The current health crisis and resulting lockdown have highlighted social inequality and exacerbated the discrimination suffered, in particular, by people of foreign origin or perceived as such. Stigmatising words and behaviours have increased, especially against groups perceived as vectors for the coronavirus.
Anti-Asian racism, denounced worldwide, has gained momentum, ranging from insults and assaults in the public sphere to bullying of children in school. Moreover, social networks and certain media platforms have contributed to the deepening prejudices against the residents of disadvantaged neighbourhoods, who are presented as more “undisciplined” when it comes to healthcare compliance. Recent studies have also highlighted the overexposure of individuals of immigrant origin to health risks and disease, owing to severe inequalities in employment, housing and health.
This crisis has only amplified a reality that is too often ignored or downplayed. Indeed, all the studies and data available to the Defender of Rights indicate that origin-based discrimination remains widespread in France and affects the daily lives and pathways of millions of people, challenging their life trajectories and most fundamental rights. This discrimination affects a significant fraction of French society and is not limited to the issue of nationality or migration path.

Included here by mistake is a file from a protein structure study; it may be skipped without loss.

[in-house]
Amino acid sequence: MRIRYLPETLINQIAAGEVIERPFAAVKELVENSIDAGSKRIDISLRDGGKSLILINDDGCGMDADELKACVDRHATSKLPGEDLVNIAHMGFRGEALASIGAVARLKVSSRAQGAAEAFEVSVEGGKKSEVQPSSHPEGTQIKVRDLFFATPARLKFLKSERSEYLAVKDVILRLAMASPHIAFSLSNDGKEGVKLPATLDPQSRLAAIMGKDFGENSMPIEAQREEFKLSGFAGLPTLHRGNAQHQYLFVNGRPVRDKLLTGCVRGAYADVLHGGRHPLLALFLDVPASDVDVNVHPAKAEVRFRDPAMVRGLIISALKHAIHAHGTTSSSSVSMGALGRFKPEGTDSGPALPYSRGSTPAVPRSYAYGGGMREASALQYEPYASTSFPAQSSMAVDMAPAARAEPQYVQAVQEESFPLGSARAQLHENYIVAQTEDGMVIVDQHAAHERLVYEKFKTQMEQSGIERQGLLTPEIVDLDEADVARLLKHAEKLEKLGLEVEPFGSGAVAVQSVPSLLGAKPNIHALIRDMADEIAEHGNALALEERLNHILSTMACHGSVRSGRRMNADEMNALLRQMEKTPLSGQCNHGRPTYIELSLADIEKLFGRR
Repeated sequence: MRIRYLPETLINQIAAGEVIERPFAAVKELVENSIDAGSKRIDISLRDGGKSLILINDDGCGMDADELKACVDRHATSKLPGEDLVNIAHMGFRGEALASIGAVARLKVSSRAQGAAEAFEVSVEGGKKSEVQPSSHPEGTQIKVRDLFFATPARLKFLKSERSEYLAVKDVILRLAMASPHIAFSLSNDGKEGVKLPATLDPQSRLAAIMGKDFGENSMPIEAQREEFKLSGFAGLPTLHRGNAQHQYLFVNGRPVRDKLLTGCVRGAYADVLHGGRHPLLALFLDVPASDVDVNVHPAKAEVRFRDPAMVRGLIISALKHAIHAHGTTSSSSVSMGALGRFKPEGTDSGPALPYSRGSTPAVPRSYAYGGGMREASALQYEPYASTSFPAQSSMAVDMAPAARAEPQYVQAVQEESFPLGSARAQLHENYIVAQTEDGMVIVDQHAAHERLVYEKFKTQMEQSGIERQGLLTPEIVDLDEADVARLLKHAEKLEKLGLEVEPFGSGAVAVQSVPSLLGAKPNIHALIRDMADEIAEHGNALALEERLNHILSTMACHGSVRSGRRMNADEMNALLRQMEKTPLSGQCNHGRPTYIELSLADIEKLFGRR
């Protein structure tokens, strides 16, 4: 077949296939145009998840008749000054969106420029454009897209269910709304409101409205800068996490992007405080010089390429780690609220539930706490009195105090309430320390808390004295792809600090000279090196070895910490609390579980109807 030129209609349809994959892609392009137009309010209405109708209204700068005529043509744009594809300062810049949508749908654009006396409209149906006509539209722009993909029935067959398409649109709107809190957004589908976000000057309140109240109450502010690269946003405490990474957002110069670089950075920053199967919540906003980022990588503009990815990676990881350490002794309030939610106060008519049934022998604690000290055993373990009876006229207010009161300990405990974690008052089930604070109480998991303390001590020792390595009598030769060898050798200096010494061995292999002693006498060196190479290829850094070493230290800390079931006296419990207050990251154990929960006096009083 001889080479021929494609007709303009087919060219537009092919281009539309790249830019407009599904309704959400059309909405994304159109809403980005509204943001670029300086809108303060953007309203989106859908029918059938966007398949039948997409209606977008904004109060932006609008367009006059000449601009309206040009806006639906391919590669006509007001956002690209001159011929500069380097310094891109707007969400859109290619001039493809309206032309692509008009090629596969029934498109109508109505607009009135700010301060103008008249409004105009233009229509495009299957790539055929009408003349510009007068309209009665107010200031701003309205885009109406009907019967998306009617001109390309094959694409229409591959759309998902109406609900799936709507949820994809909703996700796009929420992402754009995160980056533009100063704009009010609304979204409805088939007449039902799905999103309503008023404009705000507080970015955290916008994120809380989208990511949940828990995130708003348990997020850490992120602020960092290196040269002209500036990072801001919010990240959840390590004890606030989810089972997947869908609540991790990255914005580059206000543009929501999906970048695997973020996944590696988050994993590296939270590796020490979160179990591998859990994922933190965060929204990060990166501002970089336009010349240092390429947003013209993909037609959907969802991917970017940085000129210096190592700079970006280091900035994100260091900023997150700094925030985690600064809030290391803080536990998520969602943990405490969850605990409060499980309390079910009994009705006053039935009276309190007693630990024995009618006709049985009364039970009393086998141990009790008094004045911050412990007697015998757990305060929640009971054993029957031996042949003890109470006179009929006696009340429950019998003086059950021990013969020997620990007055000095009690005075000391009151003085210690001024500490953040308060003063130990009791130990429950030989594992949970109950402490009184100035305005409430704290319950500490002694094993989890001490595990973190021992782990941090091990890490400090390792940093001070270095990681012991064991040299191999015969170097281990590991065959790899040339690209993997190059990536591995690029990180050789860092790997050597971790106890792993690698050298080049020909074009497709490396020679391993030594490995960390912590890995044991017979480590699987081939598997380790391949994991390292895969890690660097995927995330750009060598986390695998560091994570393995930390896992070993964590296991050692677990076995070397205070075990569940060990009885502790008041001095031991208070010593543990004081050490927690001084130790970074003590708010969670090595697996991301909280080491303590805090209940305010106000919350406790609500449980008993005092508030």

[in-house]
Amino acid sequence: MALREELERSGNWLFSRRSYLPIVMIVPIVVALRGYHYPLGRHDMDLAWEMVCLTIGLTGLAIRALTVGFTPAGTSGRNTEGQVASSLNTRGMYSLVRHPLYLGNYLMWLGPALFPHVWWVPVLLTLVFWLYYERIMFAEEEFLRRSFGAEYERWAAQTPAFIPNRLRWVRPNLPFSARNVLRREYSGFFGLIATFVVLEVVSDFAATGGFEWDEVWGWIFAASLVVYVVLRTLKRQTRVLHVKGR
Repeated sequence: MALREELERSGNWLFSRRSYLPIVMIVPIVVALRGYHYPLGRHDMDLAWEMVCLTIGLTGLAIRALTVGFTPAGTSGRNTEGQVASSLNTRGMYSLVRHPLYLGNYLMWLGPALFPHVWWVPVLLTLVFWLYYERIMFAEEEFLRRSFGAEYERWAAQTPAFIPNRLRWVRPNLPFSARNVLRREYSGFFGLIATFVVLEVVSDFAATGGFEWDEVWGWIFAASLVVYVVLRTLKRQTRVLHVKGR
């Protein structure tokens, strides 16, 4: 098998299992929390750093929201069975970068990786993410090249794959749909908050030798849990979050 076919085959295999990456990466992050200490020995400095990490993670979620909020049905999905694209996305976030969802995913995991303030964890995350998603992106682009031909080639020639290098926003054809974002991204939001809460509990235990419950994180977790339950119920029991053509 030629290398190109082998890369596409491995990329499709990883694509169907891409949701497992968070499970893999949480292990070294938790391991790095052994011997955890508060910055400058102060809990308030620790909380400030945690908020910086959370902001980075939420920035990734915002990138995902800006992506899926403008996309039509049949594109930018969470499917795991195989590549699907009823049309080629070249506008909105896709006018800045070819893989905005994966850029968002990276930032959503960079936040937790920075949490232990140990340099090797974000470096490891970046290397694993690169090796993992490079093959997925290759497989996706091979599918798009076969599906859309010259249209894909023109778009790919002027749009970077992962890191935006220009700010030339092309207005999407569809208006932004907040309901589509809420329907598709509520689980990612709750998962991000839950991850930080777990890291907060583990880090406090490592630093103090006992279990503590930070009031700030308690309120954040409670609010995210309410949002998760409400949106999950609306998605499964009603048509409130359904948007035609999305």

It affects both foreign nationals and French nationals of foreign origin (almost 21% of the French population), as well as all generations born of French parents assigned to a different origin. Origin as a ground, provided for in Article 225-1 of the French Criminal Code, refers to the projection of stereotypes and exclusion based on various characteristics resulting from essentialisation, including skin colour or surname. This symbolic distinction between “us” and “them” translates into concrete and substantive effects: discrimination, segregation, social inequality and even forms of harassment and violence.
In mainland France, actual or presumed origin is the second most significant ground for discrimination after gender: 11% of individuals report that they have experienced discrimination based on their origin or skin colour over the last five years.
The new report by the French Defender of Rights shows that the prevalence of discrimination based on origin which affects the lives of millions of individuals calls into question their most fundamental rights, as well as social cohesion.